BANGKOK (AP) — Asian shares followed Wall Street and Europe lower on Friday, with markets jittery over the risk that the Federal Reserve and other central banks may end up bringing on recessions to get inflation under control.
Oil prices and U.S. futures edged higher.
China’s move to relax COVID restrictions has raised hopes for an end to massive disruptions from lockdowns and other strict measures to prevent infections. But signs of sharply rising case numbers have raised uncertainty, with some alarmed over the possibility that the pandemic will continue to drag on the economy.
Hong Kong’s Hang Seng was flat, at 19,369.65 while the Shanghai Composite index shed 0.3% to 3,160.67.
Tokyo’s Nikkei 225 lost 1.7% to 27,569.56 after a survey of manufacturers showed a further contraction in output.
The Kospi in Seoul edged 0.2% lower to 2,357.97, while Australia’s S&P/ASX 200 declined 0.3% to 7,180.50.
Shares in Taiwan fell 1.2% and the SET in Bangkok lost 0.2%. Mumbai dropped 1.4%.
On Thursday, the S&P 500 fell 2.5% to 3,895.75, erasing its gains from early in the week. The tech-heavy Nasdaq composite lost 3.2% to 10,810.53 and the Dow gave back 2.2% to 33,202.22.
The wave of selling came as central banks in Europe raised interest rates a day after the U.S. Federal Reserve hiked its key rate again, emphasizing that interest rates will need to go higher than previously expected in order to tame inflation.
European stocks fell sharply, with Germany’s DAX dropping 3.3%.
Like the Fed, central bank officials in Europe said inflation is not yet corralled and that more rate hikes are coming.
“We are in for a long game,” European Central Bank President Christine Lagarde said at a news conference.
Small company stocks also fell. The Russell 2000 index slid 2.5% to close at 1,774.61.
The Fed raised its short-term interest rate by half a percentage point on Wednesday, its seventh increase this year. Central banks in Europe followed along Thursday, with the European Central Bank, Bank of England and Swiss National Bank each raising their main lending rate by a half-point Thursday.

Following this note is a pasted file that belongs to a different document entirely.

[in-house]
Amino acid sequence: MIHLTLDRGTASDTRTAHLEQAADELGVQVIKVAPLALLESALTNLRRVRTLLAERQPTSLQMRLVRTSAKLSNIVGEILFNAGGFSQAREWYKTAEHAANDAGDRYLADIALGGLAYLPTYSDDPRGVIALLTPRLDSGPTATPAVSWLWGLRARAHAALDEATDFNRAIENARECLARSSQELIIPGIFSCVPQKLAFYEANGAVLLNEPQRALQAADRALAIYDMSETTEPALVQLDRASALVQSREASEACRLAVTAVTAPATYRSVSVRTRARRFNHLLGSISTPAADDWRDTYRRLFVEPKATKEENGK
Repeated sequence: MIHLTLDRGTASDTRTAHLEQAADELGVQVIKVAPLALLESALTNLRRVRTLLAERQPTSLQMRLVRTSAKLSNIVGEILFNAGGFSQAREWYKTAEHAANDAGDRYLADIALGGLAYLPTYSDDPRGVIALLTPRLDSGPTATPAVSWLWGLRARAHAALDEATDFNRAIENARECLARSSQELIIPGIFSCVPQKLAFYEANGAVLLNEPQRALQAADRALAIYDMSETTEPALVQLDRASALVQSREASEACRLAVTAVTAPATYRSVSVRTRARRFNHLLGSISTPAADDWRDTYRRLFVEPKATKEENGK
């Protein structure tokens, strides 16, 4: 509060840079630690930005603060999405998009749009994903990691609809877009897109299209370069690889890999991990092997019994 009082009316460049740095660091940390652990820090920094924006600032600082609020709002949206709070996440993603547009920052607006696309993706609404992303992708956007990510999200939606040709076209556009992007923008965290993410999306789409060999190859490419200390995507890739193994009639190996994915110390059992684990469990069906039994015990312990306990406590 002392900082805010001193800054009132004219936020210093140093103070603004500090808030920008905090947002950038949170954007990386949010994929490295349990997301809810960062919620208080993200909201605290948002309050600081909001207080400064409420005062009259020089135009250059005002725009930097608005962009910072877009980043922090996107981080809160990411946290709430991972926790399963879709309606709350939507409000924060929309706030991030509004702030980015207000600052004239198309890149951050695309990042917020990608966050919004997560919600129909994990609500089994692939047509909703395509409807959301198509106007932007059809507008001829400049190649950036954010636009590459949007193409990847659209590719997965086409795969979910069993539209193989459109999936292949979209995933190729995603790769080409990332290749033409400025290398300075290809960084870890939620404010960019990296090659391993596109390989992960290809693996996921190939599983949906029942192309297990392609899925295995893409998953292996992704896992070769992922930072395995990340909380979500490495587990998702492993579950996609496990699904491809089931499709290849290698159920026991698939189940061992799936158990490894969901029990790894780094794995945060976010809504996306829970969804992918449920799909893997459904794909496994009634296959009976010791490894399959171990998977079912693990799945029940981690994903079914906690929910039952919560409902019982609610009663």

Although the Fed is slowing the pace of its rate increases, the central bank signaled it expects rates to be higher over the coming few years than it had previously anticipated. That disappointed investors who hoped recent signs that inflation is easing somewhat would persuade the Fed to take some pressure off the brakes it’s applying to the U.S. economy.
The federal funds rate stands at a range of 4.25% to 4.5%, the highest level in 15 years. Fed policymakers forecast that the central bank’s rate will reach a range of 5% to 5.25% by the end of 2023. Their forecast doesn’t call for a rate cut before 2024.
The yield on the two-year Treasury, which closely tracks expectations for Fed moves, rose to 4.24% from 4.21% late Wednesday. The yield on the 10-year Treasury, which influences mortgage rates, slipped to 3.45% from 3.48%.
The three-month Treasury yield slipped to 4.31%, but remains above that of the 10-year Treasury. That’s known as an inversion and considered a strong warning that the economy could be headed for a recession.
The central bank has been fighting to lower inflation at the same time that pockets of the economy, including employment and consumer spending, remain strong. That has made it more difficult to rein in high prices on everything from food to clothing.
On Thursday, the government reported that the number of Americans applying for unemployment benefits fell last week, a sign that the labor market remains strong. Meanwhile, another report showed that retail sales fell in November. That pullback followed a sharp rise in spending in October.
In other trading Friday, benchmark U.S. crude oil gained 38 cents to $76.49 a barrel in electronic trading on the New York Mercantile Exchange. It lost $1.17 on Thursday to $76.11 per barrel.
Brent crude, the pricing basis for international trading, added 49 cents to $81.70 per barrel.
The dollar fell to 137.25 Japanese yen from 137.81 yen late Thursday. The euro rose to $1.0651 from $1.0627.
AP Business Writers Damian J. Troise and Alex Veiga contributed.